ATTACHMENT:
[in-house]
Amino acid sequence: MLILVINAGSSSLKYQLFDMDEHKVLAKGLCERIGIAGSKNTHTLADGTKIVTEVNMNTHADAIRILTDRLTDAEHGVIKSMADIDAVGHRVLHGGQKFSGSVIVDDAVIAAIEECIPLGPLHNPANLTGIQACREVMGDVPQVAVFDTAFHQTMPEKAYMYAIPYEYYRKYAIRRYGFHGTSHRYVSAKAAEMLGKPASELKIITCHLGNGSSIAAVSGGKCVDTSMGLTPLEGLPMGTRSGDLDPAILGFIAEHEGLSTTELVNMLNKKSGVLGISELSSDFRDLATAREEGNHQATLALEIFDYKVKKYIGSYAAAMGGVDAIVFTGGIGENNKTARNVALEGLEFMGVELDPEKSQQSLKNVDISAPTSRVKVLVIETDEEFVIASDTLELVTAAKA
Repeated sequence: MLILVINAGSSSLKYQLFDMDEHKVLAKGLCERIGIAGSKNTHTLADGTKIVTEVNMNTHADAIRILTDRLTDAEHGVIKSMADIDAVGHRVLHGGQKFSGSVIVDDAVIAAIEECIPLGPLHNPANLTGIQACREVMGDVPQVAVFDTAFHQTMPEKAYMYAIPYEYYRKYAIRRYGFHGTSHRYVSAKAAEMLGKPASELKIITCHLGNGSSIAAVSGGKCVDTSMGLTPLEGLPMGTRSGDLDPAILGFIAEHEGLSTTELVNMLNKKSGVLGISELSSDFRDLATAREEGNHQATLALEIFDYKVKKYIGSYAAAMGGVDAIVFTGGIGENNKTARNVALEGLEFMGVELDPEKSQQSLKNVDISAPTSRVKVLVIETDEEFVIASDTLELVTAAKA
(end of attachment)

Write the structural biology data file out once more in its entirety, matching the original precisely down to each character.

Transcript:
[in-house]
Amino acid sequence: MLILVINAGSSSLKYQLFDMDEHKVLAKGLCERIGIAGSKNTHTLADGTKIVTEVNMNTHADAIRILTDRLTDAEHGVIKSMADIDAVGHRVLHGGQKFSGSVIVDDAVIAAIEECIPLGPLHNPANLTGIQACREVMGDVPQVAVFDTAFHQTMPEKAYMYAIPYEYYRKYAIRRYGFHGTSHRYVSAKAAEMLGKPASELKIITCHLGNGSSIAAVSGGKCVDTSMGLTPLEGLPMGTRSGDLDPAILGFIAEHEGLSTTELVNMLNKKSGVLGISELSSDFRDLATAREEGNHQATLALEIFDYKVKKYIGSYAAAMGGVDAIVFTGGIGENNKTARNVALEGLEFMGVELDPEKSQQSLKNVDISAPTSRVKVLVIETDEEFVIASDTLELVTAAKA
Repeated sequence: MLILVINAGSSSLKYQLFDMDEHKVLAKGLCERIGIAGSKNTHTLADGTKIVTEVNMNTHADAIRILTDRLTDAEHGVIKSMADIDAVGHRVLHGGQKFSGSVIVDDAVIAAIEECIPLGPLHNPANLTGIQACREVMGDVPQVAVFDTAFHQTMPEKAYMYAIPYEYYRKYAIRRYGFHGTSHRYVSAKAAEMLGKPASELKIITCHLGNGSSIAAVSGGKCVDTSMGLTPLEGLPMGTRSGDLDPAILGFIAEHEGLSTTELVNMLNKKSGVLGISELSSDFRDLATAREEGNHQATLALEIFDYKVKKYIGSYAAAMGGVDAIVFTGGIGENNKTARNVALEGLEFMGVELDPEKSQQSLKNVDISAPTSRVKVLVIETDEEFVIASDTLELVTAAKA